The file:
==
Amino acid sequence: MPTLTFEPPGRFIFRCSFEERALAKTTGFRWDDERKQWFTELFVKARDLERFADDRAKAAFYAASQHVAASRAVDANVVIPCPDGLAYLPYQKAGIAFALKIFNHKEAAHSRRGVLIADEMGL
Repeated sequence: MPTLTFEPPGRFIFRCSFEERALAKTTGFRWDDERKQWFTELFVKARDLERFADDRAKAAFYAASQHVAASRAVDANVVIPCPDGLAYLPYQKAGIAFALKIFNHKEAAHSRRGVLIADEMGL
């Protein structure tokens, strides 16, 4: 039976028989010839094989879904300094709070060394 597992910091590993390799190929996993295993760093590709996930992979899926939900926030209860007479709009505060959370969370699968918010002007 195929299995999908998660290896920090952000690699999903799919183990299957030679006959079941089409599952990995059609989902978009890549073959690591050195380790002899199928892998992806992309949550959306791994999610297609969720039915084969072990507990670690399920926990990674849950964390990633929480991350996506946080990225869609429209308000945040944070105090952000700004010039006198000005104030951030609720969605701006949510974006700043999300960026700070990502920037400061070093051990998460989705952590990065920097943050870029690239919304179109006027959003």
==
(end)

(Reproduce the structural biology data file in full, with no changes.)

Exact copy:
Amino acid sequence: MPTLTFEPPGRFIFRCSFEERALAKTTGFRWDDERKQWFTELFVKARDLERFADDRAKAAFYAASQHVAASRAVDANVVIPCPDGLAYLPYQKAGIAFALKIFNHKEAAHSRRGVLIADEMGL
Repeated sequence: MPTLTFEPPGRFIFRCSFEERALAKTTGFRWDDERKQWFTELFVKARDLERFADDRAKAAFYAASQHVAASRAVDANVVIPCPDGLAYLPYQKAGIAFALKIFNHKEAAHSRRGVLIADEMGL
């Protein structure tokens, strides 16, 4: 039976028989010839094989879904300094709070060394 597992910091590993390799190929996993295993760093590709996930992979899926939900926030209860007479709009505060959370969370699968918010002007 195929299995999908998660290896920090952000690699999903799919183990299957030679006959079941089409599952990995059609989902978009890549073959690591050195380790002899199928892998992806992309949550959306791994999610297609969720039915084969072990507990670690399920926990990674849950964390990633929480991350996506946080990225869609429209308000945040944070105090952000700004010039006198000005104030951030609720969605701006949510974006700043999300960026700070990502920037400061070093051990998460989705952590990065920097943050870029690239919304179109006027959003």